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dc.contributor.authorFigg, Jack
dc.date.accessioned2019-09-25T20:41:28Z
dc.date.available2019-09-25T20:41:28Z
dc.date.issued2019-05-19
dc.identifier.urihttps://repository.tcu.edu/handle/116099117/27053
dc.description.abstractStress has been linked to altering acute and long-term inflammatory responses. Stress has been shown to activate inflammatory responses, specifically microglial activation in the brain. While acute inflammation is one of the first responses to fighting disease and infection, prolonged inflammation has been associated with neurogenerative disease such as Alzheimer?s disease. Stress at critical periods of development, known as early life stress (ELS) has been linked to chronic dysregulation of the hypothalamic-pituitary adrenal (HPA) axis, depression and alterations to microglial cells. The goal of this study is to investigate the effect of stress in mice during early development through maternal stress during pregnancy and the impact on neuroinflammation in adult offspring. In utero, offspring are vulnerable to the harmful effects of pro-inflammatory cytokines due to stress experienced by adult mice, following an ELS timeline. Three conditions were utilized: (1) mice undergoing stress during the entire pre-natal period and with the early postnatal period, (2) mice undergoing stress during the early postnatal period, and (3) mice undergoing no additional stress at any point. For mice in the combination-stress condition, there was an immunosuppressive effect through downregulation of pro-inflammatory cytokines. These data support existing publications that indicate an immunosuppressive role of prenatal stress, leaving the host less protected against chronic disease.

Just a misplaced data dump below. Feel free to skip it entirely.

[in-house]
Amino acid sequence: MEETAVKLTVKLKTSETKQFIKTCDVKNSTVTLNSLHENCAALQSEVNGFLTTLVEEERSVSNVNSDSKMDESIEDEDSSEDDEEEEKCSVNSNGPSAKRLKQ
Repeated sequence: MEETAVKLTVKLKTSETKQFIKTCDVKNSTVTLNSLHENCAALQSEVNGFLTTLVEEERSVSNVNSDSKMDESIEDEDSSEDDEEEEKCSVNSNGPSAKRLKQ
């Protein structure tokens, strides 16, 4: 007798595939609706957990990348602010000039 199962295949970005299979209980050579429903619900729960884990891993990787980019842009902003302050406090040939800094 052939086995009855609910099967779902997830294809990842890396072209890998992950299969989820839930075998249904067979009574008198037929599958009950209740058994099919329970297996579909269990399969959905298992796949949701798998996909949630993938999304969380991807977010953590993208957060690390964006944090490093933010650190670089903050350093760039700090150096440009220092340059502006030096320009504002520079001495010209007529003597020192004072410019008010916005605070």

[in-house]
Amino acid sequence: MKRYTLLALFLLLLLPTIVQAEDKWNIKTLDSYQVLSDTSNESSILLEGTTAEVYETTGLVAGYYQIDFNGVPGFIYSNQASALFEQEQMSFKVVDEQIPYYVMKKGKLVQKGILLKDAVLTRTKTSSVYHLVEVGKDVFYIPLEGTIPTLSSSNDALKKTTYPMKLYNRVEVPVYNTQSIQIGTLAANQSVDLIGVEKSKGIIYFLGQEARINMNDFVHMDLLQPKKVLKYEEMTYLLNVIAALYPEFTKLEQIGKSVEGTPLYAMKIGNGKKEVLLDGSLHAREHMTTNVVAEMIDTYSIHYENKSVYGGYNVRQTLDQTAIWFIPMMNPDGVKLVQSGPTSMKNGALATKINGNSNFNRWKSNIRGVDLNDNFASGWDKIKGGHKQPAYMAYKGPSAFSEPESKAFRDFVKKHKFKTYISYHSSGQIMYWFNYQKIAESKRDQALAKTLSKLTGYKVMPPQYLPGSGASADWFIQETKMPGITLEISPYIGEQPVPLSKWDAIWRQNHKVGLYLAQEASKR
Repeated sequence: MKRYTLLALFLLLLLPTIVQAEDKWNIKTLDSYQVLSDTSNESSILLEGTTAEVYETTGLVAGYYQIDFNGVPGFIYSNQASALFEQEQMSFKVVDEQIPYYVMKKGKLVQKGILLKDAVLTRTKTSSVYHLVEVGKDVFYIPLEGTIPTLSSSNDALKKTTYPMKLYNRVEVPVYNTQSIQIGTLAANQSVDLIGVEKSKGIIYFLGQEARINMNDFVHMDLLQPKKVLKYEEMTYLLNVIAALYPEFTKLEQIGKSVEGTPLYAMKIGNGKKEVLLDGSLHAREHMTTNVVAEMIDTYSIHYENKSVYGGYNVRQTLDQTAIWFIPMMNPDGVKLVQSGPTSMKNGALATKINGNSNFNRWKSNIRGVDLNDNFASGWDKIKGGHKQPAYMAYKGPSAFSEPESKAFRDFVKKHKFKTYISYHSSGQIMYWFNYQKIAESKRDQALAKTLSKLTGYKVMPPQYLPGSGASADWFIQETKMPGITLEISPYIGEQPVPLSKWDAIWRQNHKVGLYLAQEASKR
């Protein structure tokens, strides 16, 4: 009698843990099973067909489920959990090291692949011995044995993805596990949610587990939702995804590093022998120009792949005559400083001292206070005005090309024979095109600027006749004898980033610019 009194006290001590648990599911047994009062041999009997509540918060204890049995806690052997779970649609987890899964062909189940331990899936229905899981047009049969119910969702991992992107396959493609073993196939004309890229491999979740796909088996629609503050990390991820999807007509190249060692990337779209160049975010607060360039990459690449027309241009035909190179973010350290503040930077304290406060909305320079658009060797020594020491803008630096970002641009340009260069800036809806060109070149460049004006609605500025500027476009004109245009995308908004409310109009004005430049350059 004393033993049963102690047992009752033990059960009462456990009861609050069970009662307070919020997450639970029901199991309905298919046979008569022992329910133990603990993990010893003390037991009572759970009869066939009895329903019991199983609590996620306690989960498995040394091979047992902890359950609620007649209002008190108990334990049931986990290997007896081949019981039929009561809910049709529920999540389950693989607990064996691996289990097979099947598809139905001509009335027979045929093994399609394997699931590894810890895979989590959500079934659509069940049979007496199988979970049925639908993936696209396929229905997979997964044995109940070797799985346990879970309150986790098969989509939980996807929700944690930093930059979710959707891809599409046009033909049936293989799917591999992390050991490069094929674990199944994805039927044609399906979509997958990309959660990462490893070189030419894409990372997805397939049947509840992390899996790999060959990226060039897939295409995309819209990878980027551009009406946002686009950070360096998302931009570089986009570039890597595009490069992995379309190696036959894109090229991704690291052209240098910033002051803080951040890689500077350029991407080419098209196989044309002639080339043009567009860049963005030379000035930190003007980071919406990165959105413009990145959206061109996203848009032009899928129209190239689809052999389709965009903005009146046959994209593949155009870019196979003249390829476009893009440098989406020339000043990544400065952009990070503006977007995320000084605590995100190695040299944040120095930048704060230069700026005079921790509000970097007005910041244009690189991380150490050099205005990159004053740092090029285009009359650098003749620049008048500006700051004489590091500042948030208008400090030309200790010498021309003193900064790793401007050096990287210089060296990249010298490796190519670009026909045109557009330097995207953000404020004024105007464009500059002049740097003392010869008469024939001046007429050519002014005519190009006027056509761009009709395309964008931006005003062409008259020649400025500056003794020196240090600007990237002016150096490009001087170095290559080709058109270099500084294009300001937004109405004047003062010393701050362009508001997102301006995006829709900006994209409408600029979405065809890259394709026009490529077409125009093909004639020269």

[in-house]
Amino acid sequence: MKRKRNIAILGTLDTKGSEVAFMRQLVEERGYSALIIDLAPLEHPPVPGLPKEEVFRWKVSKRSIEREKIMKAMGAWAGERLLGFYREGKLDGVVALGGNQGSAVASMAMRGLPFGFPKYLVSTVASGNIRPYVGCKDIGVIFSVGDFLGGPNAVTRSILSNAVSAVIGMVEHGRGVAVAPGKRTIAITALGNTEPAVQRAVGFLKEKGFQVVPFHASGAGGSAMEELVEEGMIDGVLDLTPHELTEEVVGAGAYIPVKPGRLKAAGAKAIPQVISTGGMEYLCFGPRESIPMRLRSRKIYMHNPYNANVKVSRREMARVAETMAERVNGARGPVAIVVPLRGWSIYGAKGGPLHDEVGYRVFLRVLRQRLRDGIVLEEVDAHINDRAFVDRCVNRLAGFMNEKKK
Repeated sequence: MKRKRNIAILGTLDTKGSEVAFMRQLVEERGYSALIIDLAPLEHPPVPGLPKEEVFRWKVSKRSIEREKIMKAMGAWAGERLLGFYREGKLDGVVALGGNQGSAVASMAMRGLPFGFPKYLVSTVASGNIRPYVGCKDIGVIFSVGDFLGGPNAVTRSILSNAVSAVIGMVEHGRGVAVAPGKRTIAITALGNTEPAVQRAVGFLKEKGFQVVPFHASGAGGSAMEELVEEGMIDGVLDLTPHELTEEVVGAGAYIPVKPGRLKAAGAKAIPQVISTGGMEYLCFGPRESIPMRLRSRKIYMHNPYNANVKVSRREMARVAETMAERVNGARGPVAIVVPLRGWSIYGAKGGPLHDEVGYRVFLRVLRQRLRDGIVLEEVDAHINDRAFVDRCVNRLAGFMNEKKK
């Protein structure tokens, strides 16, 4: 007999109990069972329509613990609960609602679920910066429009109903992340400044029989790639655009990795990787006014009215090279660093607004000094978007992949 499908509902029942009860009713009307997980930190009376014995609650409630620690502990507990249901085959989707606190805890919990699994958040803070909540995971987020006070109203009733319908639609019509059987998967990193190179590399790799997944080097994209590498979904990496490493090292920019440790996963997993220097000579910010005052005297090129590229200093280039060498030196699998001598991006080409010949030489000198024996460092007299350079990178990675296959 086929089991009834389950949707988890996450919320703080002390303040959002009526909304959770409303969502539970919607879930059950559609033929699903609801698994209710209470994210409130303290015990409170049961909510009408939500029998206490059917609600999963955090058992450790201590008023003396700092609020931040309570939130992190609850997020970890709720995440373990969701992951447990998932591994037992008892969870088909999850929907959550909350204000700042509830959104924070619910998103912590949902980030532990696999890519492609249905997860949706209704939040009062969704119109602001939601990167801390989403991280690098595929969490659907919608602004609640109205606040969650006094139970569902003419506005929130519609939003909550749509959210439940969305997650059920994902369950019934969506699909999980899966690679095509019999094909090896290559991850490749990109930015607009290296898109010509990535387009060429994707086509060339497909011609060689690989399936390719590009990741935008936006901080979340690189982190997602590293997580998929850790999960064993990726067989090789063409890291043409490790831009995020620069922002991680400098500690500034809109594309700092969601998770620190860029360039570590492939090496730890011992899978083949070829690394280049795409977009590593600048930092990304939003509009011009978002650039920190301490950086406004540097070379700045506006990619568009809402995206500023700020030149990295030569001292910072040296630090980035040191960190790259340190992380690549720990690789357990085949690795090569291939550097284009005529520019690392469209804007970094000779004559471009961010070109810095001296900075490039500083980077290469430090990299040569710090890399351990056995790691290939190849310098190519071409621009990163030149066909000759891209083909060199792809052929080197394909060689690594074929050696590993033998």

dc.subjectELS
dc.subjectinflammation
dc.subjectbehavior
dc.titleTHE IMPACT OF EARLY LIFE STRESS ON INFLAMMATION IN ADULTHOOD
etd.degree.departmentBiology


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